Buses: they don’t have to suck

Very often when I say the word “bus” out loud, someone will volunteer that they hate buses. The conversation might go like this:

ME: Bus ridership is down. It’s not clear why.

FRIEND: Have you considered the possibility that buses just suck?

I find these conversations frustrating, because the people I’m talking to are wrong, but I can’t actually get into why that is in a casual setting without being pedantic and annoying.

Fortunately, I have this blog, where the cost of being pedantic and annoying is much lower. So here we go: buses don’t suck. They suck because we make them suck.

Let’s take, for example, the boarding situation on the Fullerton bus at the Red/Brown/Purple L station heading west. This is a stop I board at a lot, because it’s the main way to get to Logan Square from the north lakefront neighborhoods. I am not the only person with this idea, though, so there are frequently ten to twenty, or more, people waiting by the time a bus arrives. Each of these people must tap their Ventra card (or, God forbid, pay with cash) before the bus can move on. If each person takes, on average, two seconds, that’s easily 30-45 seconds spent waiting for people to board. If someone has a problem with their Ventra card, or is fumbling for cash, it can take an extra 15-30 seconds.

The Fullerton bus.

That doesn’t sound like a lot, but it’s pretty excruciating to wait through. If you drive, imagine sitting in traffic – not at a red light, but just waiting for no good reason – for 45 seconds. Set a timer, imagine yourself staring at a bumper, and just let the time wash over you.

Moreover, it can cause the bus to miss a green light, which can easily add another 20-30 seconds after everyone has actually tapped their cards.

Multiply this by every busy stop a bus makes – in Chicago, especially any time around rush hour, this is a lot of them – and you go a long way to explaining why buses are so slow. Or why, in the words of my friends, they suck.

But this is not a problem we have to live with. It is simply a result of having decided that everyone has to pay for the bus when it arrives, at one card reader at the front door. Although most people don’t realize it, this is not the only choice. But it’s important: imagine how much more trains would suck – trains, those things that everyone loves – if everybody riding them had to tap their card at one reader when they arrived at your station. It would take forever.

Anyway, one other choice would be to have two card readers: one by the front door, and one by the back. This is called “all-door boarding,” and San Francisco, among other places, does it. As you have no doubt already calculated, this reduces the time required to have everyone get on the bus. Over the course of a ride over a few miles when 50 people or so board, that can make a difference.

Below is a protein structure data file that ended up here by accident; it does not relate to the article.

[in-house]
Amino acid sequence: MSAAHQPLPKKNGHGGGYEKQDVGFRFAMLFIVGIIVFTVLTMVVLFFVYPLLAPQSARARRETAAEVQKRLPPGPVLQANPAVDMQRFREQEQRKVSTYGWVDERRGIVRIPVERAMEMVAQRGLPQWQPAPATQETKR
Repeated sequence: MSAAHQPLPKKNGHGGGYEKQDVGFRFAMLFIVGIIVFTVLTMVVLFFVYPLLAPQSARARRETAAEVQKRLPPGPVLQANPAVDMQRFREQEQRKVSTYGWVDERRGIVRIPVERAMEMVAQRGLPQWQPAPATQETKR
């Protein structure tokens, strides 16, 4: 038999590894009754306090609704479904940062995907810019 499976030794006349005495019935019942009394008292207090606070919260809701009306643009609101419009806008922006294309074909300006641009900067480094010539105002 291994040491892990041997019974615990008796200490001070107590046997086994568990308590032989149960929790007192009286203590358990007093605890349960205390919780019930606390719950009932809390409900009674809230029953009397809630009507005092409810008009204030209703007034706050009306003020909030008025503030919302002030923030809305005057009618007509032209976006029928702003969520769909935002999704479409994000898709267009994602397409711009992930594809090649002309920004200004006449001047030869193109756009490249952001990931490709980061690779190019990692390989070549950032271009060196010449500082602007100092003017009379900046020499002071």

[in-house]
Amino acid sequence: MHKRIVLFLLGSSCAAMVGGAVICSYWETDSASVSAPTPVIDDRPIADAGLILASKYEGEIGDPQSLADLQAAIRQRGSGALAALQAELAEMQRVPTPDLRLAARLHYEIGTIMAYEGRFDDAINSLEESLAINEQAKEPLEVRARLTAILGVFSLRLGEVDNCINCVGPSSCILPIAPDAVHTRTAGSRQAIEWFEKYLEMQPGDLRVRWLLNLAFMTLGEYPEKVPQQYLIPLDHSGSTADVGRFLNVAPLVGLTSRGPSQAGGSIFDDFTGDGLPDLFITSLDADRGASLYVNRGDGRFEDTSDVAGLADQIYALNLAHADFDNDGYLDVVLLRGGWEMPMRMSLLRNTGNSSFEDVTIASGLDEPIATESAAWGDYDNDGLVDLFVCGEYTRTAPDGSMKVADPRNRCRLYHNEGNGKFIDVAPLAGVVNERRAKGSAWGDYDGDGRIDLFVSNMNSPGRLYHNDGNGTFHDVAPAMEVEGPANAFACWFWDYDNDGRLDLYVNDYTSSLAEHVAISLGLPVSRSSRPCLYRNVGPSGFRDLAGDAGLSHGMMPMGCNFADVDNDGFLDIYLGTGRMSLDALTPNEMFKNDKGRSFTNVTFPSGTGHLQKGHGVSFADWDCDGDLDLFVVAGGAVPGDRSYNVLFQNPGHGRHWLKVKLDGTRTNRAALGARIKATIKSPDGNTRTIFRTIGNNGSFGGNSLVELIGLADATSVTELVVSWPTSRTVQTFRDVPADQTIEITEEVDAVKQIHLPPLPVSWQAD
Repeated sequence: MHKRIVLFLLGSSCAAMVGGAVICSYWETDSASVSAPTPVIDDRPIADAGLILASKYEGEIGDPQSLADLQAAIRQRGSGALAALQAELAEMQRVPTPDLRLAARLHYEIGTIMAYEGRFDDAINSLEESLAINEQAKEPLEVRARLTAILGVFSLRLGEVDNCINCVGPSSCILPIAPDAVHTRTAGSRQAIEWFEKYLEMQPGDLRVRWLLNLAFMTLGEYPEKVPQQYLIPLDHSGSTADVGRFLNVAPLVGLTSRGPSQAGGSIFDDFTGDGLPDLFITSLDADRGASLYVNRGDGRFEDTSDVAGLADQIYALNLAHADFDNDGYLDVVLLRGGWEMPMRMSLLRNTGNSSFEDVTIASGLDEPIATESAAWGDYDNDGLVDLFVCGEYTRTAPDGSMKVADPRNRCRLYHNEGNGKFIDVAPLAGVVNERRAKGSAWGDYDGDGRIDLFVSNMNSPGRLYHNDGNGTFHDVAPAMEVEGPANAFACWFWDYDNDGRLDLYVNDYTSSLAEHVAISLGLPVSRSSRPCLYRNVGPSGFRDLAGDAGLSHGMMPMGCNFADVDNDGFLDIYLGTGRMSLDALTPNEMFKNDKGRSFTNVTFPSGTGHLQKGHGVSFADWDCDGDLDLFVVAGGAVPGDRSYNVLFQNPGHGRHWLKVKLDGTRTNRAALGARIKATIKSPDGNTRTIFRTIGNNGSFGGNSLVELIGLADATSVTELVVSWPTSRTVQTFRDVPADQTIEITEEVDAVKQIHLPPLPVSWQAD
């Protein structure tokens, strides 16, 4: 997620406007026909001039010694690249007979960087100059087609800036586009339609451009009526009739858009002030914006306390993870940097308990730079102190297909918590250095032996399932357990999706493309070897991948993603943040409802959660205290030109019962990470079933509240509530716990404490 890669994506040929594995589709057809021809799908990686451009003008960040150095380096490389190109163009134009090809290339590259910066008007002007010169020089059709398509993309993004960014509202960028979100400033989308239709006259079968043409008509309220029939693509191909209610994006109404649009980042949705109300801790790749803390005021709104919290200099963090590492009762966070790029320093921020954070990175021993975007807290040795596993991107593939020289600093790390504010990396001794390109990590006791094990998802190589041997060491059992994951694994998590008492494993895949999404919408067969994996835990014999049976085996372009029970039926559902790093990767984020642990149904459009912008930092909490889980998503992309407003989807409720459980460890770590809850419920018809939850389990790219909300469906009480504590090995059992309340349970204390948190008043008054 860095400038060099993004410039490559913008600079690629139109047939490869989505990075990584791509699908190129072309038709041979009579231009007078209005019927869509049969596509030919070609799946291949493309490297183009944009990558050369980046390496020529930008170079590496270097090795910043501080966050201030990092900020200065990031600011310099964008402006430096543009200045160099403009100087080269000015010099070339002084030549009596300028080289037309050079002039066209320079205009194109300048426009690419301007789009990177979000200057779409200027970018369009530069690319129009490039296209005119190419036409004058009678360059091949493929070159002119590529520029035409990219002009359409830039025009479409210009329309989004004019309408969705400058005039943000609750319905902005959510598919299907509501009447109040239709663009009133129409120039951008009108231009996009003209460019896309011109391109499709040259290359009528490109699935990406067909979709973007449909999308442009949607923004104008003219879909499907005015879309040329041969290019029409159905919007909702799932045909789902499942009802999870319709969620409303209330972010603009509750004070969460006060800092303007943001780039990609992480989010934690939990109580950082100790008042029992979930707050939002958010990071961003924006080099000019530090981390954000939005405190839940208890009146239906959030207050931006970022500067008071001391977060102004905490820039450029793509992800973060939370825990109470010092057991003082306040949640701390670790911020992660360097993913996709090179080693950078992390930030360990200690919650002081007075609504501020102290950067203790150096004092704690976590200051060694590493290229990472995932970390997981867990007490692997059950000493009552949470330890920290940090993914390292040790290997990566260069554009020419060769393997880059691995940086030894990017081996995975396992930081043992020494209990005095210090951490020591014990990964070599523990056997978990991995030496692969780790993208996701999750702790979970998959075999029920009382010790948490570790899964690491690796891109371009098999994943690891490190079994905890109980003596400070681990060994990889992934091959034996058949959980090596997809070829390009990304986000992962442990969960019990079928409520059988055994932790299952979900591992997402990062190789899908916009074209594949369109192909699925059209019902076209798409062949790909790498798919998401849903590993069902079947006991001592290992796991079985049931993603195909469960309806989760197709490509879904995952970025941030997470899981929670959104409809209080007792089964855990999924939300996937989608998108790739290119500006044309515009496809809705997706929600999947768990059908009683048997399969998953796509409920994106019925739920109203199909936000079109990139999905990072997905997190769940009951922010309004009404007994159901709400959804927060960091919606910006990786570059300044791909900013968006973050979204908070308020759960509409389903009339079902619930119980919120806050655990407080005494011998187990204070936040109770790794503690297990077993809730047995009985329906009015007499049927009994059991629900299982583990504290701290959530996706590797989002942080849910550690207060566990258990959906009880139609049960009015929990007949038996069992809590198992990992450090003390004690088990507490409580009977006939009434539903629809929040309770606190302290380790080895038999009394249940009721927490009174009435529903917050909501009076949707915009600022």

Another, even more exciting choice would be to have people pay before the bus arrives. That way, there’s no tapping at all! Just get on and go.

Chicago will actually begin using that system at exactly one bus stop in the entire city once the Central Loop BRT project is complete: one of the rail-style bus stations will have rail-style turnstiles that you’ll have to tap your card on to get through. That way, when the bus arrives, you just get on, like with trains now. Ashland BRT, if and when it happens, will probably also use that system. That’s one reason they’ll be so much faster than other buses.

A rendering of a station for the Loop BRT project, due next year.

But you can actually get the same benefit without all the cost of building a station and adding turnstiles. You can do what the MTA does in New York with a few of their bus lines: you can put little kiosks at major stations where people can tap and get a little paper receipt saying that they paid. Then, when the bus comes, they just walk on. No waiting for tapping at all! The downside is that you then need a small security detail to spot-check people’s receipts to make sure they’ve paid, but that turns out to actually not be a very big deal.

This is a pre-pay bus kiosk in New York.
This is a pre-pay bus kiosk in New York.

Either of those – all-door boarding, or pre-payment before the bus arrives – can make buses suck much less. But this post was really inspired by Sandy Johnston’s response to WBEZ’s story on bus bunching:

What was really disappointing about the Curious City piece is that everyone interviewed–from bus riders to academics to CTA drivers and officials–seemed to take the the fatalistic attitude that bus bunching is completely inevitable and very little can be done to prevent it…. But…[t]here is, in fact, one policy lever that can help the CTA (and other agencies) avoid bus bunching, but it is politically unpalatable to most actors, especially the city’s auto-oriented elite: dedicating lanes to public transit.

Yes: another way to make buses suck much less is to make the most basic gesture at believing that people who ride buses should be able to get places in less than twice as much time as it takes to drive there, and give them their own lane. When buses and cars share lanes, not only do buses get stuck in traffic not of their own making – sixty people or more regularly squeeze onto a single bus just fine, but that many people in cars could back up a road for blocks – but they have to negotiate pulling out of and into traffic every time there’s a stop, which in Chicago is frequently every block. That also wastes a lot of time.